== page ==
Investigation of BRD proteins and BET-inhibitors in tumor intrinsic killing and regulation of the tumor microenvironment

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Dokumentart: PhDThesis
Date: 2021-03-09
Source: Parts of this Dissertation are available as preprint on bioRxiv: bioRxiv 2021.02.15.429851; doi:
Language: English
Faculty: 7 Mathematisch-Naturwissenschaftliche Fakultät
Department: Biochemie
Advisor: Rammensee, Hans-Georg (Prof. Dr.)
Day of Oral Examination: 2021-02-03
DDC Classifikation: 570 - Life sciences; biology
Keywords: Epigenetik , Krebsforschung , Tumor-Nekrose-Faktor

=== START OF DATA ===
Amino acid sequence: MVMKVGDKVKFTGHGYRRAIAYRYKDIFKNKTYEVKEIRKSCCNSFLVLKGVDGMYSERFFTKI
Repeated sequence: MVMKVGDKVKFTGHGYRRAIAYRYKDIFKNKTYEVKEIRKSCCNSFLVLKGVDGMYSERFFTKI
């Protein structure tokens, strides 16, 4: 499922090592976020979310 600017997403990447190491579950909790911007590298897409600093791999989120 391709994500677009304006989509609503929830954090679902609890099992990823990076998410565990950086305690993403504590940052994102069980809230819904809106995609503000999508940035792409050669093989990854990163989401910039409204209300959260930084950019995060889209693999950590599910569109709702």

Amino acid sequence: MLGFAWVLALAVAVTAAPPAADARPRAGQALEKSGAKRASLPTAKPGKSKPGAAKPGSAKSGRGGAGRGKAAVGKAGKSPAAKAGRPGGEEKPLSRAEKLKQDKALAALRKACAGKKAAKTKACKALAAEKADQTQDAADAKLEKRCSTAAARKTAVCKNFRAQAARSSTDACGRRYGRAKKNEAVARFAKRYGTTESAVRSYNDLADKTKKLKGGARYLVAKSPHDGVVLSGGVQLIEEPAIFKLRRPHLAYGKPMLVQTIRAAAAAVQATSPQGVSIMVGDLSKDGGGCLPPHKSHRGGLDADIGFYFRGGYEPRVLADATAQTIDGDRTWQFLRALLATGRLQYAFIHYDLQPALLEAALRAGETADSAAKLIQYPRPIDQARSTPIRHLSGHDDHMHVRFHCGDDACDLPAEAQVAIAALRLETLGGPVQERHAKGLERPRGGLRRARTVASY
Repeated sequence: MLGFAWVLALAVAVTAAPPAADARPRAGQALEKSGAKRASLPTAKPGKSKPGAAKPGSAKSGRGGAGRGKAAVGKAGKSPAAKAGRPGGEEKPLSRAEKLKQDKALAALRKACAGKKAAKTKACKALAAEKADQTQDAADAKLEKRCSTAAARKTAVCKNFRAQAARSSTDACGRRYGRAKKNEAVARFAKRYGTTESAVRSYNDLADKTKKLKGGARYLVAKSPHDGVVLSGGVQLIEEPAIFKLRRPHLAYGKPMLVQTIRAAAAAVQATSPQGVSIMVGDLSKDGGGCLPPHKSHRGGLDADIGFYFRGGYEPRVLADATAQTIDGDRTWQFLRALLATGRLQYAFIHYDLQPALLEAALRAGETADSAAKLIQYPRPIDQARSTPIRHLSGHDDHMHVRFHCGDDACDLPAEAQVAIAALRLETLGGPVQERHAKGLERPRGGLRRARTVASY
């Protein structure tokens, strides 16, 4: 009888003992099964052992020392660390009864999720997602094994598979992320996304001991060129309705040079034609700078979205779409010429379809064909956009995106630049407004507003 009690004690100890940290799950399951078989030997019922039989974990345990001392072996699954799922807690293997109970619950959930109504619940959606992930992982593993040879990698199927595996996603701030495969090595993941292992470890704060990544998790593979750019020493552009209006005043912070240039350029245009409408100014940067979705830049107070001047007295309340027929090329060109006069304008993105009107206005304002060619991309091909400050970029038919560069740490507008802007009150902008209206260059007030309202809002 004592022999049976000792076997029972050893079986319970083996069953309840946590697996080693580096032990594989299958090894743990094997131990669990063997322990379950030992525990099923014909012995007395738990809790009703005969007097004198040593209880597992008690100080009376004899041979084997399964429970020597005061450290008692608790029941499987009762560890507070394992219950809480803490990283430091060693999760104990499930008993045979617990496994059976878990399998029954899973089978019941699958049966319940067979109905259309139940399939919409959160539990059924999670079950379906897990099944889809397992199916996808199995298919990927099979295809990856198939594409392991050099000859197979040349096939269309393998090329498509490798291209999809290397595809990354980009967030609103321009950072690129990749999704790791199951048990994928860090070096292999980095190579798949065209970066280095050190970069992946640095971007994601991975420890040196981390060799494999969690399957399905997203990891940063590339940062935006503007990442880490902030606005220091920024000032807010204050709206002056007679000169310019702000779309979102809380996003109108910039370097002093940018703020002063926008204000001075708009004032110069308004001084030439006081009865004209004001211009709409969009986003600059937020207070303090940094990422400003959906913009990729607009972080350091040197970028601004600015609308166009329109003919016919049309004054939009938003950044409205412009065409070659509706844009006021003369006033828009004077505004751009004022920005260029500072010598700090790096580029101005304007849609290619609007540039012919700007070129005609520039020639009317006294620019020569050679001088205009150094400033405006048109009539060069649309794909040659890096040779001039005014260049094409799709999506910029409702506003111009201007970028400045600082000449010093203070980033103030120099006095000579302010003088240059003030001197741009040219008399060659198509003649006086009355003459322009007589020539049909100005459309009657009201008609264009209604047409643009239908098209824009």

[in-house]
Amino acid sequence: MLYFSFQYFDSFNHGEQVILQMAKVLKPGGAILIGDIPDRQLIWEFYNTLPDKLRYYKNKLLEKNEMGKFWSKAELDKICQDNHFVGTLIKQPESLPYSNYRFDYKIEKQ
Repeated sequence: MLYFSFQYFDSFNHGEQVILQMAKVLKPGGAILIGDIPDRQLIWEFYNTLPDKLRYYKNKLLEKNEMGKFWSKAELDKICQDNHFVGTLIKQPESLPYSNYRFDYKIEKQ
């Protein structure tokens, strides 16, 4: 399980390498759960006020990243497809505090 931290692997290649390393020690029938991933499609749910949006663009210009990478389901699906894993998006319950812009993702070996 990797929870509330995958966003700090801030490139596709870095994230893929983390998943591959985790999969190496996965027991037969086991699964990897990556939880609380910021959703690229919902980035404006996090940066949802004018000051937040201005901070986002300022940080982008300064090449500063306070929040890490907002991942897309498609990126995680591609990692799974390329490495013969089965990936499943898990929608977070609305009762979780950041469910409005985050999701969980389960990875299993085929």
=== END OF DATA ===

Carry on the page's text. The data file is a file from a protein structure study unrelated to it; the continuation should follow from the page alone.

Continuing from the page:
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The epigenetic code is modulated through writers, readers and erasers, which add, interpret and remove post-translational modifications on DNA and histones, respectively. However, while this process is essential to regulate gene expression and adapt to environmental influences, it is also exploited by cancer cells to enhance expression of oncogenes or silence transcription of tumor suppressors. BET proteins are epigenetic readers, which bind to acetylated lysine residues on histones and modulate transcription of target genes including the oncogene MYC. BET-inhibitors displace BET proteins from the chromatin and thereby suppress transcription of target genes. However, the complete catalogue of BET targets is still unknown and the function of BET-inhibitors especially on immune cells is under high debate showing immune suppressive and activating capabilities. In this thesis, the effect of the small molecule BET-inhibitor RG6146 was elucidated by assessing potential resistance mechanisms of Multiple Myeloma cell lines in vitro. Different hypothesis including overexpression of MYC, modulation of proteins of the intrinsic apoptosis pathway and presence of the export transporter ABCB1 were assessed in sensitive and resistant cell lines. While the effect of BET-inhibitors on cancer cells has been the main focus of research studies thus far, only little is known on the function of BET-inhibitors on immune cells. Therefore, one part of this research also focused on discovering the effect of RG6146 on CD4+ and CD8+ T cell activation using various in vitro assays. While T cell proliferation was strongly suppressed at early time points, longer treatment with RG6146 even enhanced cell division. The main part of this thesis describes the effect of BET-inhibitors in the interface between immune and cancer cells. RG6146 and structurally distinct BET-inhibitors were shown to sensitize cancer cells to TNF induced cell death by modulating pro-survival proteins of the NF-kB pathway thereby enhancing cell death in combination with a T cell bispecific antibody in vitro and in vivo. This thesis in collaboration with other research works is the basis for future potential combination strategies of BET-inhibitors with small molecules or immunotherapy.

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